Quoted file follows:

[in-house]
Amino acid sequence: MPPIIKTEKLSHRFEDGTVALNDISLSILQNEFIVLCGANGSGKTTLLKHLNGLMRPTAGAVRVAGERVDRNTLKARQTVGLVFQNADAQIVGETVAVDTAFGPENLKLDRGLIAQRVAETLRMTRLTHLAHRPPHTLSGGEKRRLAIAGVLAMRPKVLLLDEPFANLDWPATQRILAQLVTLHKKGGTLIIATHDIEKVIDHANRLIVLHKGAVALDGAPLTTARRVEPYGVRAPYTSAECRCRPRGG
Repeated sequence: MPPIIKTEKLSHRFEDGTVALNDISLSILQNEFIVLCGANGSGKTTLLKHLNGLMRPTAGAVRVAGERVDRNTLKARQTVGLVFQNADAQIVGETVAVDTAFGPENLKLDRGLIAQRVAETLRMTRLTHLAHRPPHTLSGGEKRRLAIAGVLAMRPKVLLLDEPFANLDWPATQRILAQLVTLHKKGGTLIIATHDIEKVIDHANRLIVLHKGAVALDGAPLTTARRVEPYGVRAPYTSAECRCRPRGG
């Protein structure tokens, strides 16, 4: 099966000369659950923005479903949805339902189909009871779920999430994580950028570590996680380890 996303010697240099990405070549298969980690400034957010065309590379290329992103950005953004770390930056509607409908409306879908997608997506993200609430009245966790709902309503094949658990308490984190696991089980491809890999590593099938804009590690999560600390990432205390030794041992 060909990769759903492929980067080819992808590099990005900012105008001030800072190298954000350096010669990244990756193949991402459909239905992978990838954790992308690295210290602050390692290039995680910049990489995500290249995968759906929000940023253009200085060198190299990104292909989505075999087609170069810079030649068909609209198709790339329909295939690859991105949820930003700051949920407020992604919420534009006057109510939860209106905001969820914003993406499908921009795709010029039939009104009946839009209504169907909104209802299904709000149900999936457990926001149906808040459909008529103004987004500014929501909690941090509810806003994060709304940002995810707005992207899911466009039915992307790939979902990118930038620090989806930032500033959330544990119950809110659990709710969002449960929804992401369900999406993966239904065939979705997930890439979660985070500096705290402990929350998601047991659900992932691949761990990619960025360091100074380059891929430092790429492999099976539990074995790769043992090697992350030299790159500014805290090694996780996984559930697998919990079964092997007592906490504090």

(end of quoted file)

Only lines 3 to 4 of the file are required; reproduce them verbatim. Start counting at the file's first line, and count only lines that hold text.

Repeated sequence: MPPIIKTEKLSHRFEDGTVALNDISLSILQNEFIVLCGANGSGKTTLLKHLNGLMRPTAGAVRVAGERVDRNTLKARQTVGLVFQNADAQIVGETVAVDTAFGPENLKLDRGLIAQRVAETLRMTRLTHLAHRPPHTLSGGEKRRLAIAGVLAMRPKVLLLDEPFANLDWPATQRILAQLVTLHKKGGTLIIATHDIEKVIDHANRLIVLHKGAVALDGAPLTTARRVEPYGVRAPYTSAECRCRPRGG
């Protein structure tokens, strides 16, 4: 099966000369659950923005479903949805339902189909009871779920999430994580950028570590996680380890 996303010697240099990405070549298969980690400034957010065309590379290329992103950005953004770390930056509607409908409306879908997608997506993200609430009245966790709902309503094949658990308490984190696991089980491809890999590593099938804009590690999560600390990432205390030794041992 060909990769759903492929980067080819992808590099990005900012105008001030800072190298954000350096010669990244990756193949991402459909239905992978990838954790992308690295210290602050390692290039995680910049990489995500290249995968759906929000940023253009200085060198190299990104292909989505075999087609170069810079030649068909609209198709790339329909295939690859991105949820930003700051949920407020992604919420534009006057109510939860209106905001969820914003993406499908921009795709010029039939009104009946839009209504169907909104209802299904709000149900999936457990926001149906808040459909008529103004987004500014929501909690941090509810806003994060709304940002995810707005992207899911466009039915992307790939979902990118930038620090989806930032500033959330544990119950809110659990709710969002449960929804992401369900999406993966239904065939979705997930890439979660985070500096705290402990929350998601047991659900992932691949761990990619960025360091100074380059891929430092790429492999099976539990074995790769043992090697992350030299790159500014805290090694996780996984559930697998919990079964092997007592906490504090």